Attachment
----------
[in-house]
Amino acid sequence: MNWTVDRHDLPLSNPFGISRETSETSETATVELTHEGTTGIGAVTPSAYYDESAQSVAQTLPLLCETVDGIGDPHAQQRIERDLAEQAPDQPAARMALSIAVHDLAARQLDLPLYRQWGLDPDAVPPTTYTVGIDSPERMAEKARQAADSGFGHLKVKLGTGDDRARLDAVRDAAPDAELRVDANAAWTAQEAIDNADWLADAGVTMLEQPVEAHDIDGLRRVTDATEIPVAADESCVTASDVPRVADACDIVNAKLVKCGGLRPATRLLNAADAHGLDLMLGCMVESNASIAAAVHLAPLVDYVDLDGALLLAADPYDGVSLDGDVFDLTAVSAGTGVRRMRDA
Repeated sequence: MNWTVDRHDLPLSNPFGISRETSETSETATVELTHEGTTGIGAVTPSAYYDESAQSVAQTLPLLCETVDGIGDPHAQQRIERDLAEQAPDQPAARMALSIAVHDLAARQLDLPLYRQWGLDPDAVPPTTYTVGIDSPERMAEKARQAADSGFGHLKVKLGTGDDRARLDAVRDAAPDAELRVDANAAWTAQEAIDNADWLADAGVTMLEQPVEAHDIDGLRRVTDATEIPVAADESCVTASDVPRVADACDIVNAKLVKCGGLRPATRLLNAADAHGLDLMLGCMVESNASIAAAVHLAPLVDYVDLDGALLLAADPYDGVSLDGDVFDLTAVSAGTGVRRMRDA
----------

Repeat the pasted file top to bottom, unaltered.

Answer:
[in-house]
Amino acid sequence: MNWTVDRHDLPLSNPFGISRETSETSETATVELTHEGTTGIGAVTPSAYYDESAQSVAQTLPLLCETVDGIGDPHAQQRIERDLAEQAPDQPAARMALSIAVHDLAARQLDLPLYRQWGLDPDAVPPTTYTVGIDSPERMAEKARQAADSGFGHLKVKLGTGDDRARLDAVRDAAPDAELRVDANAAWTAQEAIDNADWLADAGVTMLEQPVEAHDIDGLRRVTDATEIPVAADESCVTASDVPRVADACDIVNAKLVKCGGLRPATRLLNAADAHGLDLMLGCMVESNASIAAAVHLAPLVDYVDLDGALLLAADPYDGVSLDGDVFDLTAVSAGTGVRRMRDA
Repeated sequence: MNWTVDRHDLPLSNPFGISRETSETSETATVELTHEGTTGIGAVTPSAYYDESAQSVAQTLPLLCETVDGIGDPHAQQRIERDLAEQAPDQPAARMALSIAVHDLAARQLDLPLYRQWGLDPDAVPPTTYTVGIDSPERMAEKARQAADSGFGHLKVKLGTGDDRARLDAVRDAAPDAELRVDANAAWTAQEAIDNADWLADAGVTMLEQPVEAHDIDGLRRVTDATEIPVAADESCVTASDVPRVADACDIVNAKLVKCGGLRPATRLLNAADAHGLDLMLGCMVESNASIAAAVHLAPLVDYVDLDGALLLAADPYDGVSLDGDVFDLTAVSAGTGVRRMRDA